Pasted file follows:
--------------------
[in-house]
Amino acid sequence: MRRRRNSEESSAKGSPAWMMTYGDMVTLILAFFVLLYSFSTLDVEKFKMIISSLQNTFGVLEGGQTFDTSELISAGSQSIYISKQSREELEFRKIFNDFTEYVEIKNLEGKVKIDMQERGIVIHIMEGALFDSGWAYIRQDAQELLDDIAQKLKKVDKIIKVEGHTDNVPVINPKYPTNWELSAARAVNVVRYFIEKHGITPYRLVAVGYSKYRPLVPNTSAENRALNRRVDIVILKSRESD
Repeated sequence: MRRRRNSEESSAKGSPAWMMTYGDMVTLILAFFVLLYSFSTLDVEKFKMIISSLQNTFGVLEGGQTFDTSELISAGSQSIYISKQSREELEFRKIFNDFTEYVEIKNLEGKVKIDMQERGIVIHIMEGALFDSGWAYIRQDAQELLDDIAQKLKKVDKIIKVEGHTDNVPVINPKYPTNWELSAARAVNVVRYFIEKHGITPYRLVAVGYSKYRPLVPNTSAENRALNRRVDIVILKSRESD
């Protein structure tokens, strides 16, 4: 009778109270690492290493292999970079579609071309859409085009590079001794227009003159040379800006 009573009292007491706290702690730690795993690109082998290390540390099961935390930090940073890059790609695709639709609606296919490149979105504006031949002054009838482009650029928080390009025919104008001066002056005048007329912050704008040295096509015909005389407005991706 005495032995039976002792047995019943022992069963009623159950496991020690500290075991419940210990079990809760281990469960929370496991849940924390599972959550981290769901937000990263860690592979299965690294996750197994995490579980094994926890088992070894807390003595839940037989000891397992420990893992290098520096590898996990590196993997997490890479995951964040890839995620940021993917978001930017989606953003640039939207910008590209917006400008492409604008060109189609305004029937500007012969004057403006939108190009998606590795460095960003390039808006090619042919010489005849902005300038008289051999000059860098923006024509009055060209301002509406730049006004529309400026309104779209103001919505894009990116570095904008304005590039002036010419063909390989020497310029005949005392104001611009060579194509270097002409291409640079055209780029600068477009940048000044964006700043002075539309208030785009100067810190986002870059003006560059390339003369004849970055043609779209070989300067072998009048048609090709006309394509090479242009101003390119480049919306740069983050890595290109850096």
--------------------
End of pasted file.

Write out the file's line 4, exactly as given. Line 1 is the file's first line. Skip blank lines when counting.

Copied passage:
């Protein structure tokens, strides 16, 4: 009778109270690492290493292999970079579609071309859409085009590079001794227009003159040379800006 009573009292007491706290702690730690795993690109082998290390540390099961935390930090940073890059790609695709639709609606296919490149979105504006031949002054009838482009650029928080390009025919104008001066002056005048007329912050704008040295096509015909005389407005991706 005495032995039976002792047995019943022992069963009623159950496991020690500290075991419940210990079990809760281990469960929370496991849940924390599972959550981290769901937000990263860690592979299965690294996750197994995490579980094994926890088992070894807390003595839940037989000891397992420990893992290098520096590898996990590196993997997490890479995951964040890839995620940021993917978001930017989606953003640039939207910008590209917006400008492409604008060109189609305004029937500007012969004057403006939108190009998606590795460095960003390039808006090619042919010489005849902005300038008289051999000059860098923006024509009055060209301002509406730049006004529309400026309104779209103001919505894009990116570095904008304005590039002036010419063909390989020497310029005949005392104001611009060579194509270097002409291409640079055209780029600068477009940048000044964006700043002075539309208030785009100067810190986002870059003006560059390339003369004849970055043609779209070989300067072998009048048609090709006309394509090479242009101003390119480049919306740069983050890595290109850096």